Outlook traveler

Under lockdown, many of us have turned to exploring the world online. One of the most preferred platforms to do this has been the Google Arts & Culture website and app. We talked to Simon Rein, Programme Manager at Google Arts & Culture to find out how they have increased the accessibility of culture, and what kind of a role VR will play in the future of .

Just a few years back, if you wanted to check out the Christ statue in Rio, or marvel at the 4,000-year-old mummy at Kolkata's Indian Museum (yes, they have that), you would have had to visit the actual place.

Not now. Thanks to Google Art & Culture, you can access them from anywhere. At a time when we are still a tad uncertain about travelling, and planning an international trip remains a pipe dream, technology can certainly take care of our travel itch. And platforms like Google Arts & Culture allow us to explore museums and heritage sites halfway across the world through their specially curated Virtual Reality tours. A pioneer in the field of virtual reality, Google Arts & Culture showcases a wide-ranging variety of artworks using high-resolution image technology.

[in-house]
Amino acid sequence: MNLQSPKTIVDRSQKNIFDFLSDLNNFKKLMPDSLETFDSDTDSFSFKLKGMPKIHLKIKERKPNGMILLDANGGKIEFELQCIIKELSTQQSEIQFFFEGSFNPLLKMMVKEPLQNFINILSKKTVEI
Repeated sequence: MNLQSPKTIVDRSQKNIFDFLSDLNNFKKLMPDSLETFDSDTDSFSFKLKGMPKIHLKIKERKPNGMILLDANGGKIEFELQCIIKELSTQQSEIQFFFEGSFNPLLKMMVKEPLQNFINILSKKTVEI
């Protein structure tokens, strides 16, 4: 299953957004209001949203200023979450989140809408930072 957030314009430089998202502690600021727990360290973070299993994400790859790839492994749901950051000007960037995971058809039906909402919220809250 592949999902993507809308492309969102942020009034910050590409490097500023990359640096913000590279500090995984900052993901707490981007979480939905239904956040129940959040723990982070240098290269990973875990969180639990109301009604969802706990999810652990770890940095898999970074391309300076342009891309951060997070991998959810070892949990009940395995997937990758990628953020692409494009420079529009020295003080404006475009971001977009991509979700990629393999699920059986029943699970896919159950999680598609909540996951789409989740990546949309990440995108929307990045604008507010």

Their website and app allows you to browse through the archives of museums a breeze. For instance, you could be looking through the National Gallery of Art in Washington DC while sitting at your desk in Kochi. They have everything related to art and culture, even 'cats in art', and their VR function lets you explore the streets of any city.

Outlook Traveller interviewed Simon Rein, Program Manager, Google Arts & Culture about their Virtual Reality platform and how it is transforming travel. Here are excerpts from the interview.

Given that the pandemic has restricted people from travelling to their favourite destinations, how do you think Virtual Reality tours can help the armchair traveller?

Google Arts & Culture's mission has always been to develop technology that gives people access to the world's treasures, and encourage them to engage with art and culture in new ways. Virtual Reality tours in particular are an exciting way for someone to feel like they're transported to a different place, and can grant unprecedented access to special sites for a unique, intimate experience. For example, our tour of the Palace of Versailles gives you access to 21 iconic rooms in the palace, amongst them the world known Hall of Mirrors or the Queen's Great Apartments that were home for Marie Antoinette. You have the whole palace to yourself!

Read the full article at cntraveler.com